So I pose this question to our Governor and his staff:  Is there no room for compassion for your fellow human beings anymore?  Is there no semblance of humanity left in Trenton?  Wait, wait – you don’t have to actually answer – your veto tells us all we need to know.  A basic tenet of my personal and public activism has always been that education can lay the foundation for understanding, which in turn sows the seeds of acceptance.  But what must happen for an educational interaction to exist?  One must first establish a meaningful dialogue.  A two-way interaction that involves the sending and receiving of messages from the two parties engaged in that dialogue.  Has that ever happened with the current administration?  Do I even have to ask?  The vast majority of the “meaningful dialogue” has occurred in court rooms between lawyers and judges – not with the affected constituents.  I often say in my speaking engagements “just give me five minutes” and you’ll come away with a much different perspective about transgender people.  To briefly paraphrase Dr. Martin Luther King, if you must judge at all, than work with me to create a forum whereby I can be judged on the content of my character – the content of my “human-ness.”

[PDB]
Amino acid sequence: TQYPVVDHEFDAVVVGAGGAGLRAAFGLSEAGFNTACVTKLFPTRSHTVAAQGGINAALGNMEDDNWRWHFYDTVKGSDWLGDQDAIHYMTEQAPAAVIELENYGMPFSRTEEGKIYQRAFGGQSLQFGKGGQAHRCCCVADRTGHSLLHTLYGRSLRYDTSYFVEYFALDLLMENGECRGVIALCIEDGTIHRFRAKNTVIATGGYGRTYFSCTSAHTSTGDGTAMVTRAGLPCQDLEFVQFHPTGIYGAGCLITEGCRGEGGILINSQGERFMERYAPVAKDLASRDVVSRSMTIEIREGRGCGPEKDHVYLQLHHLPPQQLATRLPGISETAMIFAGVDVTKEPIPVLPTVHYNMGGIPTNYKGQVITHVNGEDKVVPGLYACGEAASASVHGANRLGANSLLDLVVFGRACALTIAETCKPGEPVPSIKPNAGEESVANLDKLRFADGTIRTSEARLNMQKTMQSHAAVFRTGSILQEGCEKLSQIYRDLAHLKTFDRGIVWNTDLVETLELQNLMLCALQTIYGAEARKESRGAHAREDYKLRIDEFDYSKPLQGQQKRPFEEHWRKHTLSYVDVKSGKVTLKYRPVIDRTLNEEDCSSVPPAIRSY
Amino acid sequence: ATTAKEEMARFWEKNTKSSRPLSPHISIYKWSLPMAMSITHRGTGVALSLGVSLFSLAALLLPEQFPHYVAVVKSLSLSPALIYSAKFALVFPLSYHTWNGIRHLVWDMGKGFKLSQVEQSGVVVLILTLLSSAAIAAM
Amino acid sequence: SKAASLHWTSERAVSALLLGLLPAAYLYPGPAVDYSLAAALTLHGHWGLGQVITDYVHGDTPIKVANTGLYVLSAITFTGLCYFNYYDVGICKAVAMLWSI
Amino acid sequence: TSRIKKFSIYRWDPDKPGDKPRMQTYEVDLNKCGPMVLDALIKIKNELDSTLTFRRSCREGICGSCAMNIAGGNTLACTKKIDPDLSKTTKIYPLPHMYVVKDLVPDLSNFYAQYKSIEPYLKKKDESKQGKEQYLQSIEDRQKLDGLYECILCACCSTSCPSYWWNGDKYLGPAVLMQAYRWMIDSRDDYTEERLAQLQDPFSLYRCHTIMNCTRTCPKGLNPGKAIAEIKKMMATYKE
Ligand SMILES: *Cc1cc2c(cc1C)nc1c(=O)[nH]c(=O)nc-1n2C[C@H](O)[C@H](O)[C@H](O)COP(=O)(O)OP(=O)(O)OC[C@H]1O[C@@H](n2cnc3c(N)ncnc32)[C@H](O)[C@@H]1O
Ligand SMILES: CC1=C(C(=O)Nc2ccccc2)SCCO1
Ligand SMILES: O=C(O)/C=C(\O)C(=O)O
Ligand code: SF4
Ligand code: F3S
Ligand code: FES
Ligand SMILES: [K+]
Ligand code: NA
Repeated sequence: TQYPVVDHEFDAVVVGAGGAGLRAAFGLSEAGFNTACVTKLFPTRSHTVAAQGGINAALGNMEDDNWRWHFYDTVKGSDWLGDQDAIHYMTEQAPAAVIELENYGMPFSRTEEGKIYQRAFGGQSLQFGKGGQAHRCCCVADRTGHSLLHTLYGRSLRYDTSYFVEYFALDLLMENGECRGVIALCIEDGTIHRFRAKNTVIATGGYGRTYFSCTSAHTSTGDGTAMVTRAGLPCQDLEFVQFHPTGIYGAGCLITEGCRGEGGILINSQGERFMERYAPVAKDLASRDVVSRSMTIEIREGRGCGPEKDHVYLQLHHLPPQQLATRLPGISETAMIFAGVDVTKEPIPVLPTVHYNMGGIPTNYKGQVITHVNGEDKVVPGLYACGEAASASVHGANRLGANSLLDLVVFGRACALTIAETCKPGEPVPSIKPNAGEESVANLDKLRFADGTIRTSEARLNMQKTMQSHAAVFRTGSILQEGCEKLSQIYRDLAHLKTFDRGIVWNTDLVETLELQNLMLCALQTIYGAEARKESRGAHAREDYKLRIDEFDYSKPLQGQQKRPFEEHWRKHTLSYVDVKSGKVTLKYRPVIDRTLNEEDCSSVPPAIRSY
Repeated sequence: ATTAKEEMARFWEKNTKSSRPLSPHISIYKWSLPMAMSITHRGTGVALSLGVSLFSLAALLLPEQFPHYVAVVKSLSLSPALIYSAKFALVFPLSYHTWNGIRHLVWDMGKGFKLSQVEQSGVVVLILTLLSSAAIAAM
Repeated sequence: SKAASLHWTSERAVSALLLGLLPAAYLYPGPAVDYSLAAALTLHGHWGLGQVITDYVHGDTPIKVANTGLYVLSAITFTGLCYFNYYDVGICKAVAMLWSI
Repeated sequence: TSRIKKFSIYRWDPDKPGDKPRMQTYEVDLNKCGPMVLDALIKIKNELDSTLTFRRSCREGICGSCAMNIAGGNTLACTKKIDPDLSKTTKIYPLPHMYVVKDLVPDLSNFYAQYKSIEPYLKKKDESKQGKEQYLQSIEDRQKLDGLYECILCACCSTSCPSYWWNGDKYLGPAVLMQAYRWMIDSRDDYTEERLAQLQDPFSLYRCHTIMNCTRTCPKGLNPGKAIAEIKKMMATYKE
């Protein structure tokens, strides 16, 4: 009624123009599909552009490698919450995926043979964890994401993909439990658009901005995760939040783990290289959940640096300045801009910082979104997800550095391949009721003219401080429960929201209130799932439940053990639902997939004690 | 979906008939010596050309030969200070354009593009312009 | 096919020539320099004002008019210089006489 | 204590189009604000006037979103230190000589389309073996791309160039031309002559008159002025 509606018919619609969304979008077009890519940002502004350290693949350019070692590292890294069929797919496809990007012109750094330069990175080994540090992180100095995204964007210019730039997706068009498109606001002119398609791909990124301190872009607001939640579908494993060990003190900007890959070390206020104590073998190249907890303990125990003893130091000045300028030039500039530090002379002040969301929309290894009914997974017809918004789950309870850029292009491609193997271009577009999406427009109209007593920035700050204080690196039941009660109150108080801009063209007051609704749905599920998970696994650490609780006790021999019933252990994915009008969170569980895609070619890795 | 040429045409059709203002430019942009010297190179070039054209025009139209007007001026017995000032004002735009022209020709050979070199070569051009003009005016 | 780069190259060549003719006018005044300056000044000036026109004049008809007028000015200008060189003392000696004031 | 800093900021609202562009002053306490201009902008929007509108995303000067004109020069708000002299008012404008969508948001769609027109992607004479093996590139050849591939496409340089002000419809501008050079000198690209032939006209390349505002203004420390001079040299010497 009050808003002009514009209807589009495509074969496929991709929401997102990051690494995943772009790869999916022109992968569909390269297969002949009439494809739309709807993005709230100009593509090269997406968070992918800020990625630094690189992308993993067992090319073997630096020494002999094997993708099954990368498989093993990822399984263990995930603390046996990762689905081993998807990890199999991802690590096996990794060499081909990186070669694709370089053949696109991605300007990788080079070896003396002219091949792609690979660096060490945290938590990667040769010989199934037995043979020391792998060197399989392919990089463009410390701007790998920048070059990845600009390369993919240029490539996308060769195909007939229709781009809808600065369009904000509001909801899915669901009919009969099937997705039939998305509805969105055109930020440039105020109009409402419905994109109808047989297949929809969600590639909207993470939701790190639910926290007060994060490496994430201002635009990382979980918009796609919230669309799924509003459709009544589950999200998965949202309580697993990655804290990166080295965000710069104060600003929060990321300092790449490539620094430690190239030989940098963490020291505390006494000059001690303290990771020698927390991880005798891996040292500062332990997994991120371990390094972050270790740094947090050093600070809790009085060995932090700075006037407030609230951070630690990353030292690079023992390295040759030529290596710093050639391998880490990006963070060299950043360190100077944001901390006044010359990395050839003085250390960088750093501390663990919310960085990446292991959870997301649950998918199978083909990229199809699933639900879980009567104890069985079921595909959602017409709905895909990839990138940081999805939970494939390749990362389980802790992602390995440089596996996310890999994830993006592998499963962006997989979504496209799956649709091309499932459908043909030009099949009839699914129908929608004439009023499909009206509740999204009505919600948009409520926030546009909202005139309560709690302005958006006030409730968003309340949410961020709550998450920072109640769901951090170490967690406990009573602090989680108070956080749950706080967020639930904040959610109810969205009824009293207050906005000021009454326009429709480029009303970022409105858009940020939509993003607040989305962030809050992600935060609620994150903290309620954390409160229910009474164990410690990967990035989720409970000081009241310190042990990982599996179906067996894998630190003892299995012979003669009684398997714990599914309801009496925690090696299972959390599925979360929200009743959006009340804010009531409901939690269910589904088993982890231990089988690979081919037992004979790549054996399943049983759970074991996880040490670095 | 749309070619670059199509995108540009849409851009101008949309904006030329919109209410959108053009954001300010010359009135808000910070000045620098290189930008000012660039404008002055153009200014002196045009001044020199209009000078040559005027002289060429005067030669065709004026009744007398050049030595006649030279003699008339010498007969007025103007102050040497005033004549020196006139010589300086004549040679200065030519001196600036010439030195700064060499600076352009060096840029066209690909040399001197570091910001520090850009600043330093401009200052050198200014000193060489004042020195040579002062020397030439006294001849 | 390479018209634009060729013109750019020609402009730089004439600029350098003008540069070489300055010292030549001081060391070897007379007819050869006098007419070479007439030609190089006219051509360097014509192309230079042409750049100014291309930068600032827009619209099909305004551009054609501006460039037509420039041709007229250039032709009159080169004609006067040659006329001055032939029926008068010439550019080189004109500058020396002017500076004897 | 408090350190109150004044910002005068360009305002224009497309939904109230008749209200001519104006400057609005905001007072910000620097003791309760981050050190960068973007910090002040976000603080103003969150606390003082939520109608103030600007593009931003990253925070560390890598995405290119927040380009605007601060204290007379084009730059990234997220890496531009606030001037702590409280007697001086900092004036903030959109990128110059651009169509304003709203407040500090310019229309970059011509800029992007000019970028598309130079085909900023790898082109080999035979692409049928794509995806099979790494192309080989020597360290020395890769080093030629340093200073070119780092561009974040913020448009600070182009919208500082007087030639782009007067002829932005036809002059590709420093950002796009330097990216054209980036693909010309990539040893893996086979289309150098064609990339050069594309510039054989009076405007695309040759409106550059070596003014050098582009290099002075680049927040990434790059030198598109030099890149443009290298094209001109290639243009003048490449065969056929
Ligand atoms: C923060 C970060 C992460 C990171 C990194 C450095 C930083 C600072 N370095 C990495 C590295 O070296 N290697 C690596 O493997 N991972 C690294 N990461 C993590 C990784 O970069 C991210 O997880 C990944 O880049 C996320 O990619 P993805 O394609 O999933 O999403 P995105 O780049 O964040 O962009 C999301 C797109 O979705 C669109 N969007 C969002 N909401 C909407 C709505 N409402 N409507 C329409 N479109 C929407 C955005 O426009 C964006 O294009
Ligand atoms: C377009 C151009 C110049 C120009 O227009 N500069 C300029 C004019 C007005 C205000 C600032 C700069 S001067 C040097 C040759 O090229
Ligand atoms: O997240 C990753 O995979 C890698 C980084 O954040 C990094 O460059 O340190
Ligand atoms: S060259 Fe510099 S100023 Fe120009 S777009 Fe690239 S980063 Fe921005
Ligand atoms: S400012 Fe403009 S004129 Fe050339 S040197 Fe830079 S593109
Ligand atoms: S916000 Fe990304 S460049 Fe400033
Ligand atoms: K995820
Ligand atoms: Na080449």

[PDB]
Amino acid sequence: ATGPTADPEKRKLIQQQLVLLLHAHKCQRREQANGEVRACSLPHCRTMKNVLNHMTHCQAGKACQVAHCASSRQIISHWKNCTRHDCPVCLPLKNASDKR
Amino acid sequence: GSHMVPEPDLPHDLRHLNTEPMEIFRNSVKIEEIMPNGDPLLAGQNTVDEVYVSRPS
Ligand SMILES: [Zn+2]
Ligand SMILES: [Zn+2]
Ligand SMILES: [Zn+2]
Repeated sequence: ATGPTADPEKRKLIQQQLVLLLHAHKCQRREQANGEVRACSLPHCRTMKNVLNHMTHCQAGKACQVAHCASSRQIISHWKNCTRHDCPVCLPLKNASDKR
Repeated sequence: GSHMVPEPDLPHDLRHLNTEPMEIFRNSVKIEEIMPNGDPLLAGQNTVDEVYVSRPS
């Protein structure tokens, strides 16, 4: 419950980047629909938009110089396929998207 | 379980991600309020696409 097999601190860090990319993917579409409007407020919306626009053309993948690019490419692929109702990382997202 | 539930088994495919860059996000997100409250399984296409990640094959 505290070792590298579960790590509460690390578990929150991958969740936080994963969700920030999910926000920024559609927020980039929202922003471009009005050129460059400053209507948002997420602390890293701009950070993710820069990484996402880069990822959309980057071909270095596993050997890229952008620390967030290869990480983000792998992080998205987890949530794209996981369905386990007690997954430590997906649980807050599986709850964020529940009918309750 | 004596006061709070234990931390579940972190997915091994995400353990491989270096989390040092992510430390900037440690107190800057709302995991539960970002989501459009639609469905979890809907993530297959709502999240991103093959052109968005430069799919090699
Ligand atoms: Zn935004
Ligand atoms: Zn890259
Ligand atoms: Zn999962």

But perhaps this veto is merely a beacon bobbing on the top of the water attached to something much larger, much deeper, and more troubling – just below the surface.  Jim Beckerman of The Record in a commentary about this year’s crop of movies nominated for the Best Picture Academy Award, points to it very succinctly, “Are we, at the end of the day, a . . . people who care only about success, money, the big score, no matter who gets hurt?  Or are we a people who, when the chips are down, care about equality, compassion, justice for all?”  

I choose the latter, and this veto – as well as the cavalcade of shenanigans going on in the Governor’s office these days – make it clear to me that the former rules the day for the Chris Christie administration.

Monday, January 6, 2014

A Different Kind of New Year’s Resolution . . . .

I’m not big on New Year’s resolutions – but with good reason.  Permit me to explain by painting a picture of what they were like for so many years for me.  There was a time in my life that I put great stock into them, though, thinking that somehow the turning of the calendar would magically transform my life – transform me.  Fat chance.  Go buy a Power Ball ticket (oh wait, they didn’t exist yet) the odds are better.